The “neighbor’s place” (Fattoria di Piazzano) was a wonderful vineyard, accessed via a 10 minute walk down a gravel road, onto a grass path that wove through vines, up a dirt driveway, and finally terminating at a showroom around the back of the wine processing building. Mrs. Bettarini gladly poured a glass of wine for tasting, which was exceptional. One of the Sangiovese varietals produced at this vineyard is called Ventoso (“wind”), due to the strong winter winds that blow from the Mediterranean coast. One fall a few years ago after a particularly good storm, the winemaker discovered sea salt deposits on the grape leaves, despite the fact that Empoli sits 71 kilometers (44 miles) inland! Unfortunately, we were unable to taste or purchase any of the olive oil produced on the farms due to a poor harvest of olives the previous season.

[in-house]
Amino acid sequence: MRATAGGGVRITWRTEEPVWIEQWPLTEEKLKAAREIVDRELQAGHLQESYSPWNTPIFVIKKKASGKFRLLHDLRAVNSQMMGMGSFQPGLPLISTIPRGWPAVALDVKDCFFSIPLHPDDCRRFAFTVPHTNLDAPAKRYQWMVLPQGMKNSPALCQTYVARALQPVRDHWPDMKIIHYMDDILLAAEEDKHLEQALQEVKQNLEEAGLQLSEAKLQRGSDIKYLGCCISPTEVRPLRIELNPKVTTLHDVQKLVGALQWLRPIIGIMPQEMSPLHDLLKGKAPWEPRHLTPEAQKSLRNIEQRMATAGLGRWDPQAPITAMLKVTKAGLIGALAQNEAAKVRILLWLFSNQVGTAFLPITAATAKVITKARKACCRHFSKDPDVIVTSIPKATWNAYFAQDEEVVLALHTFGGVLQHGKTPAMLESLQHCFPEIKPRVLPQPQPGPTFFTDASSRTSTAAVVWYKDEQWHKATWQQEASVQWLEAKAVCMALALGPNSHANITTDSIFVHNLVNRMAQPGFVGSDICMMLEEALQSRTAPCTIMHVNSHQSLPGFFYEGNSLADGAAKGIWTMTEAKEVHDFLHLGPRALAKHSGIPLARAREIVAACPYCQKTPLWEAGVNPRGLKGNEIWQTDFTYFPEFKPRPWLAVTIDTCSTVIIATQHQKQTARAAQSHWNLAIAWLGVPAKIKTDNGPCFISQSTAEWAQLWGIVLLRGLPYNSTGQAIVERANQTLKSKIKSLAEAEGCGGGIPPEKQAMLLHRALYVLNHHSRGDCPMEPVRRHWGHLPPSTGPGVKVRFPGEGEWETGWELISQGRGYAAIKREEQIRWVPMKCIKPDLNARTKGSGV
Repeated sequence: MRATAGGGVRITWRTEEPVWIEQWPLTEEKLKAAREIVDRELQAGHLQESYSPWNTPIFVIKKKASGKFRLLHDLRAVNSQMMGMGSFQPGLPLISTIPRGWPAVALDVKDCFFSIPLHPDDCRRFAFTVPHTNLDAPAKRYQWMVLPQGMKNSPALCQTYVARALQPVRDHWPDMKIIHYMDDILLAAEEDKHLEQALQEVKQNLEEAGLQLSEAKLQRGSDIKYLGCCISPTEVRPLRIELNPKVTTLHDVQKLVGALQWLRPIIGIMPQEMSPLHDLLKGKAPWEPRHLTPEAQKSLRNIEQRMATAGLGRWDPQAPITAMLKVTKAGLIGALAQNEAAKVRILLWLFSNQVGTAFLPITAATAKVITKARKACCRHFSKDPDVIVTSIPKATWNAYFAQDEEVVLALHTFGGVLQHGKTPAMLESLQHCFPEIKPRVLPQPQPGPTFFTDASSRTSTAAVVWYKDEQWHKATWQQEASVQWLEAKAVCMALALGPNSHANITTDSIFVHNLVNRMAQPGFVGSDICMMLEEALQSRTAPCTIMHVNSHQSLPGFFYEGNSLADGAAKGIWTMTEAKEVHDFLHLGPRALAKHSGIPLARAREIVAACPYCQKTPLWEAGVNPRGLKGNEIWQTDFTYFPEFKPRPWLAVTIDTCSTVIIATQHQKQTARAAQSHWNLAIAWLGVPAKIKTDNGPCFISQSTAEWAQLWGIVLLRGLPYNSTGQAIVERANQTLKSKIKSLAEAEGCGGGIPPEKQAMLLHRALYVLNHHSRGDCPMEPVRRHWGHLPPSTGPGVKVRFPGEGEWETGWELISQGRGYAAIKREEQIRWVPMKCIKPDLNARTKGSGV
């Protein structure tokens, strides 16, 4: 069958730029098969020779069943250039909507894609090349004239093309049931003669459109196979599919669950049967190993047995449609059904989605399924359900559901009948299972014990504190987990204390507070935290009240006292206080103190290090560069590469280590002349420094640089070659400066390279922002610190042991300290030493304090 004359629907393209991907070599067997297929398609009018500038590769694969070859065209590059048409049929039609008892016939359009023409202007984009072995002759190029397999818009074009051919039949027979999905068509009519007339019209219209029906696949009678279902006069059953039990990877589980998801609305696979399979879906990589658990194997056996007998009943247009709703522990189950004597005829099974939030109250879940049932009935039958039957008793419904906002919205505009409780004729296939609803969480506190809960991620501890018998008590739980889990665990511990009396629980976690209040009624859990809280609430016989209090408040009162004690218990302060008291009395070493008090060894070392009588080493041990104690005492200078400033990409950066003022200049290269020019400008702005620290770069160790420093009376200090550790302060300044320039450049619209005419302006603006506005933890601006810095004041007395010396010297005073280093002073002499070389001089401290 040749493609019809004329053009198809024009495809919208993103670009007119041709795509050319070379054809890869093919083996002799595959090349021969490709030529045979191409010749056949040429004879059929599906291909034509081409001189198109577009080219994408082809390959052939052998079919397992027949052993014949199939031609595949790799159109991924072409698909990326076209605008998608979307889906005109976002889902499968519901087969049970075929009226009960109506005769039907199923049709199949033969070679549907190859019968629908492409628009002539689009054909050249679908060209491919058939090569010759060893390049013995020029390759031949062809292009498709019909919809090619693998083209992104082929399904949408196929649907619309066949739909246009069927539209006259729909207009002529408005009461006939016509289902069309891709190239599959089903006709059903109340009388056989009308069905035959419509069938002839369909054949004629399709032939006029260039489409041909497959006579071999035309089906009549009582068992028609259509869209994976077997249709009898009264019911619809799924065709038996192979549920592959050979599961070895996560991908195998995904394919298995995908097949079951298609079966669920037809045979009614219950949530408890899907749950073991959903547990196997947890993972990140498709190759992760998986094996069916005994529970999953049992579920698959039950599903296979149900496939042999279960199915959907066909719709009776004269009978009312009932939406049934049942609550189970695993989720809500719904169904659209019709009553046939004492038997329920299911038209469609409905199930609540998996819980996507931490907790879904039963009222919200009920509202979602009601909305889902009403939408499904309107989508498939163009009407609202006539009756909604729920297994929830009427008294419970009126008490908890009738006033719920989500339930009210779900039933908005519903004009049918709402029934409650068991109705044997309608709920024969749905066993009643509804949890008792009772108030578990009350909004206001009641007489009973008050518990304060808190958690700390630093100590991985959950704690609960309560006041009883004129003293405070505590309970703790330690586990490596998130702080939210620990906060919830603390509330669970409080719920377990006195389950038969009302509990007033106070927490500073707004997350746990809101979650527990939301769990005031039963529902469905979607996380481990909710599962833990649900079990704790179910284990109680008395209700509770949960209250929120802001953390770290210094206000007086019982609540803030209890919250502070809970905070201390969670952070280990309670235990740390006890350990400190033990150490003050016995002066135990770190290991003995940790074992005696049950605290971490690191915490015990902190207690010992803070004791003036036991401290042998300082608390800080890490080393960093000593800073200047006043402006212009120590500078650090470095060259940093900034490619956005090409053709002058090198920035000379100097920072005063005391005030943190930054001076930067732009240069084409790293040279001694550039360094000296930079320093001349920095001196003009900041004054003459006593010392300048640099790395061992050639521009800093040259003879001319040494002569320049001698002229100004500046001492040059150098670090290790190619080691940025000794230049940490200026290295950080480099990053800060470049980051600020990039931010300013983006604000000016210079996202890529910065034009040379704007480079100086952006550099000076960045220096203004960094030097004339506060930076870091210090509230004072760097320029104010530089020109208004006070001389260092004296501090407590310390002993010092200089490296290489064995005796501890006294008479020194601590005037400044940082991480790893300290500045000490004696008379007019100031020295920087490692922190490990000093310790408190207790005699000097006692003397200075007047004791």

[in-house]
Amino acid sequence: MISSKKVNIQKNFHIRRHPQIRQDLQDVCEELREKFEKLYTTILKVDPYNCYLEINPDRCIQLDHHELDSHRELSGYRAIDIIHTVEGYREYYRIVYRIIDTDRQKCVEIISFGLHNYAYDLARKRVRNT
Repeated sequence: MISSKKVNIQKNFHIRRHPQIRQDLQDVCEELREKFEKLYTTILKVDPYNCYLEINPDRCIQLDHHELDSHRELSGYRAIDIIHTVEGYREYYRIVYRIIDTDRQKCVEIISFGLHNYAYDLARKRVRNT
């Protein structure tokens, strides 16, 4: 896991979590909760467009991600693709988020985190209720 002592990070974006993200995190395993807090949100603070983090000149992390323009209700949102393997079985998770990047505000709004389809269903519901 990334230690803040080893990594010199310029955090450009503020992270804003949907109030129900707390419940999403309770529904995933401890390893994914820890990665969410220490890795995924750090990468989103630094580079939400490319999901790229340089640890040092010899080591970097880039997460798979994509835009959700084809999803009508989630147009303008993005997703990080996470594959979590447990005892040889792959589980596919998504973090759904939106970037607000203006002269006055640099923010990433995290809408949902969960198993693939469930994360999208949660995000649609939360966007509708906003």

The iconic image of the Leaning Tower of Pisa is familiar to everyone, but on Wednesday, we were to get an up-close-and-personal look at the marble tower whose construction--and leaning--began in 1173. 


Over the next 820 years, visitors have been captivated by this architectural oddity, including us. At the foot of the tower is the most impressive and largest manicured “lawn” that I’ve seen in all

 of Europe.


Here's a short video of the kids having a blast in Pisa: video

After leaving Pisa (and buying the obligatory small tower statues for the kids), we continued west to the coastal town of Viareggio, which in the summer is overrun with Italians vacationers. There wasn’t much happening during our visit, but the kids did enjoy the sand and small seaside carnival rides.